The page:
Emily Florence



The Cowboy

Ruddy from Montana winds he straddles his painted pony and braces against the cold.

He cups his hand to light a cigarette, inhales and clenches his chiseled jaw.

I now search the leathered folds of my father’s face for that young cowboy

on a drive to Pocatello, his agate eyes gazing, big sky and life before him.

Emily Florence



Final Words

When I told him we were going to let him go, his eyes flew open, not an objection, but his only way to express the fear.

His tattered body was immobile except for his eyes, eyes that come to me now in the ragged edges of sleep. 

My words wrapped him in a shawl, a gentle rain of things I have said so often and things I could not say before. 

And in the end as I stroked his forehead, words failed me. The profundity of death has no expression. It was silent but that was enough. 

Emily Florence




The stone, tossed by a storm down the canyon’s red walls, comes to rest in a thicket of mint. Jack rabbits and wolves tense at the lonely echoes.

 The warm waxing moon fills the crevices of the canyon and washes the facets of the stone to a brilliance. 

I am the canyon. You are the stone.

Emily Florence  



The Woman’s Room

In Saudi’s Arabia, women are punished for infidelity by being locked in a room constructed in her own home, soundproofed, a hole in the center for waste and a slot in the door for food to be passed through. She remains there until death, never to hear the sound of another human voice. Many go mad and all die within a short span of time. Her fate is decided by her father or her husband. Not all men choose this punishment. It is called the Woman’s Room. 

 I will be your silent subjugate, my father, your dominion I assume. Give me another way to compensate and save me from the woman’s room. 

My lover gave me a silvered mirror, the reflection showing a different fate. Your legacy to me is to corner and trap in this suspended state.  

From my cocoon I am metamorphic on wings of maroon and deepest teal. In flight I transcend the Arabic, my sisters caught in the spokes of a wheel. 

 I will scream until the truth is unveiled, until hooded eyes have been impaled. 

Emily Florence  



On Emptiness

When emptiness is possible, everything is possible. Were emptiness impossible, nothing would be possible. Nagajuna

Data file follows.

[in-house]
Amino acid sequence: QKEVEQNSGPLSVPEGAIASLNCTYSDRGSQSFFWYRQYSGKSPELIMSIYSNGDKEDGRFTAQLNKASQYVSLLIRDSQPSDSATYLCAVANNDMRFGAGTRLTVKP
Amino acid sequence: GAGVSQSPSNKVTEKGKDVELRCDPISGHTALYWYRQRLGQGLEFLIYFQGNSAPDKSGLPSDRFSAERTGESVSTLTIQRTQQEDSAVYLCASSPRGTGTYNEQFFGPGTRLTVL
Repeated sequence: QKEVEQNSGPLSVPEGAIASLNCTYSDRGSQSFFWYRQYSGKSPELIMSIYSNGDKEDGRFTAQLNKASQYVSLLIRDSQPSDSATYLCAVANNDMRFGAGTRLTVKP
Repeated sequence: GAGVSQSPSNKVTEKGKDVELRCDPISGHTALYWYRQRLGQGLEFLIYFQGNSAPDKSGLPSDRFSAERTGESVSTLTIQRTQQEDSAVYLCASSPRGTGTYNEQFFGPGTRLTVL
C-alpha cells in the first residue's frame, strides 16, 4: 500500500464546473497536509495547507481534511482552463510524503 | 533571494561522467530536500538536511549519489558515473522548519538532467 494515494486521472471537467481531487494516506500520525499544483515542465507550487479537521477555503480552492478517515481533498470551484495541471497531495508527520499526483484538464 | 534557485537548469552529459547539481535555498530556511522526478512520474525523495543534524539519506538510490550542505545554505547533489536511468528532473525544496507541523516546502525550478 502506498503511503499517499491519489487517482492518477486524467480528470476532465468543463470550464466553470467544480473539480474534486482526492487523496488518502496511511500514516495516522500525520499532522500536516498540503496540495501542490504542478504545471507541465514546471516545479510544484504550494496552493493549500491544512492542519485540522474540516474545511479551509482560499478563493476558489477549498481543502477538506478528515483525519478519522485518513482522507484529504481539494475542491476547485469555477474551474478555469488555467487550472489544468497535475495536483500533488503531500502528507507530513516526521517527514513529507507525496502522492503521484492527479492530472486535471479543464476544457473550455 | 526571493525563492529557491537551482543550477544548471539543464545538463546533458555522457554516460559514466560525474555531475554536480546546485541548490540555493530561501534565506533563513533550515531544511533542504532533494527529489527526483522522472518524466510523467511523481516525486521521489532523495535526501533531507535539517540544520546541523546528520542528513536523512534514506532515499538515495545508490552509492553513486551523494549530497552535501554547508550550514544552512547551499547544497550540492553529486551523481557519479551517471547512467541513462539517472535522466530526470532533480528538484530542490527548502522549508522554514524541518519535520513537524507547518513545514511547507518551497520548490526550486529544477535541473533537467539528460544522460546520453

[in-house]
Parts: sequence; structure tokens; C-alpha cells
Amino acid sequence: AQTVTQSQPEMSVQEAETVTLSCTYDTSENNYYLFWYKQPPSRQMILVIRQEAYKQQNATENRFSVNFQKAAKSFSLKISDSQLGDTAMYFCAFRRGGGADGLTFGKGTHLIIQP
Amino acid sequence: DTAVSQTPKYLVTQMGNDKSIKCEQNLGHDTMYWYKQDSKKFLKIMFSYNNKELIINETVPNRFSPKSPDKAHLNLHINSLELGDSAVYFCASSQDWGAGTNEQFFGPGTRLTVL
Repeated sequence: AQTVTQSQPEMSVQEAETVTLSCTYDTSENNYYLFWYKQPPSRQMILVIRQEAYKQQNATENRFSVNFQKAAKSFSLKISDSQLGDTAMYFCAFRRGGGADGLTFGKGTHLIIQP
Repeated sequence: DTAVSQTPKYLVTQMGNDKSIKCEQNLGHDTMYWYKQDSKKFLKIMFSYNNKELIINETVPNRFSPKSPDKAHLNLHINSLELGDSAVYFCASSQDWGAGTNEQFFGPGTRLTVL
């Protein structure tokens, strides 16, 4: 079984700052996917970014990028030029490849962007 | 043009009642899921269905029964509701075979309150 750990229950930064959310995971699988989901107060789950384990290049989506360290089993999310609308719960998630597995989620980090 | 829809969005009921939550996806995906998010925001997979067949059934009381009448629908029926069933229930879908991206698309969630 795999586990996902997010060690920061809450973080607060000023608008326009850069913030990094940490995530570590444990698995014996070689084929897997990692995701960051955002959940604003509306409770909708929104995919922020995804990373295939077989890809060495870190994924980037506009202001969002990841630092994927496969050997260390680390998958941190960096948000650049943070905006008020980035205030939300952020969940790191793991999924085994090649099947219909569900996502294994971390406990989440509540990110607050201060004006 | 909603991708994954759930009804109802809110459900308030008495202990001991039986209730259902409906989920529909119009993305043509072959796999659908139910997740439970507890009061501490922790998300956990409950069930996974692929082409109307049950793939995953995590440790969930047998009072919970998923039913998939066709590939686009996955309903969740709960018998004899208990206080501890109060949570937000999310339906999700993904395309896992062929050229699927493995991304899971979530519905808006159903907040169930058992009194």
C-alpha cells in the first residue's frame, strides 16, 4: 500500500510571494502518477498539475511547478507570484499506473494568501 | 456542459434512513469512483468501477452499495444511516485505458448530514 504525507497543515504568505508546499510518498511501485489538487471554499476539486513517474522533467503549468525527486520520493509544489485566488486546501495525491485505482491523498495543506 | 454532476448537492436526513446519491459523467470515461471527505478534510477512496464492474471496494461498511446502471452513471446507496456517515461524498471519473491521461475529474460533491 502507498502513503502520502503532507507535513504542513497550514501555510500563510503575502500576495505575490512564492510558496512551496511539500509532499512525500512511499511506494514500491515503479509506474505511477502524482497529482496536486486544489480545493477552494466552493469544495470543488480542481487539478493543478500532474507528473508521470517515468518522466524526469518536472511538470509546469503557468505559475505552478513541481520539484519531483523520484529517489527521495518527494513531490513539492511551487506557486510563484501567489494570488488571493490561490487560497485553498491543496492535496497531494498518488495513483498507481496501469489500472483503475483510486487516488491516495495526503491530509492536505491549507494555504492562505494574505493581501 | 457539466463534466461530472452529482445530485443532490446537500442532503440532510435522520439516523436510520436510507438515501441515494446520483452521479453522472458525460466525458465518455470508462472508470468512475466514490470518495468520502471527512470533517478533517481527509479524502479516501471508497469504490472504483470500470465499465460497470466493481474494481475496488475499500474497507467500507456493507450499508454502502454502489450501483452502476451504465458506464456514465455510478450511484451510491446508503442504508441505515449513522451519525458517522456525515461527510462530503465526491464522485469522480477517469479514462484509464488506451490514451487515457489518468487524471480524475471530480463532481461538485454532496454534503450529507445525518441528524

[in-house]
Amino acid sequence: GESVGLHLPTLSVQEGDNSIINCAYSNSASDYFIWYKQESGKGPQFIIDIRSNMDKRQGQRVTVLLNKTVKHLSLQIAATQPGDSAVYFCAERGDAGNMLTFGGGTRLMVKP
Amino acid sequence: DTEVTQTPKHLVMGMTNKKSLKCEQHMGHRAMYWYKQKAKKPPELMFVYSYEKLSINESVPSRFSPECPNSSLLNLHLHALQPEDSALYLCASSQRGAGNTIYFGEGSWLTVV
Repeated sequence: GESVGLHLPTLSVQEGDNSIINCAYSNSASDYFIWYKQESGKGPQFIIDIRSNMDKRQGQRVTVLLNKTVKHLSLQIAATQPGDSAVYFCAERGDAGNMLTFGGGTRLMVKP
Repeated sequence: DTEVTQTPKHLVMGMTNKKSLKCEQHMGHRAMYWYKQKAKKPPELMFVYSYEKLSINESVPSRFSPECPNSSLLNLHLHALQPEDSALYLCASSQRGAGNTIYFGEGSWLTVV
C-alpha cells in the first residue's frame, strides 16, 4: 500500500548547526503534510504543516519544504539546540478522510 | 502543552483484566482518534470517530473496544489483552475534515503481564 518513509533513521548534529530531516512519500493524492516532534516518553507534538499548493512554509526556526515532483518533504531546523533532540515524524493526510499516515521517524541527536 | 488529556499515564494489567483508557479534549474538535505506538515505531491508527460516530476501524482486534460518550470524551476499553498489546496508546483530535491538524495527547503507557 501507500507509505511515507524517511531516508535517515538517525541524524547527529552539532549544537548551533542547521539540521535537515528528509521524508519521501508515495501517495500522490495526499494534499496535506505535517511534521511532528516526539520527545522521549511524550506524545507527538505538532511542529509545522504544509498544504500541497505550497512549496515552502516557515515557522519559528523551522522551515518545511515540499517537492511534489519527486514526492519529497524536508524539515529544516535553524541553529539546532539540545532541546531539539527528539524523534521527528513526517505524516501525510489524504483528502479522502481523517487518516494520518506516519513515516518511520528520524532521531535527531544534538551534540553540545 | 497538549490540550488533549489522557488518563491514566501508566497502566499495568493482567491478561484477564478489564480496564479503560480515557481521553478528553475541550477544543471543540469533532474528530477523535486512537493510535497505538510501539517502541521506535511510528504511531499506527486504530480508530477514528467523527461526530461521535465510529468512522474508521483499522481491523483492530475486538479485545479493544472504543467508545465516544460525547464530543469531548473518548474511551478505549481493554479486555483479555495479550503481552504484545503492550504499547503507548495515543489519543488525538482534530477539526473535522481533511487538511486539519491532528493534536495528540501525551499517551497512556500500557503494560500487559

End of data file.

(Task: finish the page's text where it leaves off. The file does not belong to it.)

As I meditated late one night, I felt plates of armor like an armadillo’s begin to fall away. As they fell, I became more and more free, lighter, brighter. What were the plates made of? What was I shedding? The concept of emptiness is integral to the practice of Buddhism. This concept has been known intellectually to me for some time but I have struggled to attain the pure knowledge which comes through the direct experience of meditation. Thich Nhat Hahn speaks of a flower which is emptiness. The flower is color, form, petals, stem, the sunshine, earth, nutrients and water which allow it to exist. The flower is full of the cosmos and empty of separateness, not existing without many other elements. Every experience is empty of self. Nothing exists without many other elements. Emptiness is a lack of self.

Both formerly and now, I teach only suffering and the cessation of suffering. This was the Buddha’s sole interest. The truth of impermanence is a cornerstone of Buddha’s teaching. We suffer because we hold onto things that are ever changing, ever disappearing, ever evolving. Craving leads to clinging to those things which leads to suffering. This craving is known as attachment. The end of desire, the end of grasping and clinging is the end of the sense of lack. Through study, reflection and meditation and by abiding in the present moment throughout each minute of each day, the plates of armor surely fall away. I return to my original empty nature and find pure awareness. I am the silence. I am the emptiness.


In My Garden

There grows foxglove, primrose, heather and yarrow, sage, dianthus, lavender and laurel. Each day I review, nurture and tend and wonder about that which is beneath the ground.

Some say that for strength, the roots have to search, that amending the soil diminishes reach. I will offer myself to you someday and become a helix with feet of clay. The lack of amendments will not subdue my rise from decay to a skin of blue. 

But now is the time to feel the August warmth and smell the dusk drifting in from the south, to watch the play of sun on the purples and greens and persuade the brief blossoms, linger their wings.

Emily Florence  


Her Hands

They soothed my brow, curled my hair and filled my lunchbox. My feet on cold linoleum, they made eggs with hard edges.

They did laundry in a tub that would freeze on the line and grew corn and beans to fill our hungry mouths. 

 They sewed midnight dresses for parties and dances, simple creations held with loving stitches.

They could turn into fists, blood and trust running out. Whose hands had soothed and then weaponed against her? 

At the end of her life when words had no meaning, we spoke in our tactile way, as I massaged her worn hands with creams and painted her nails the color of love. 

Emily Florence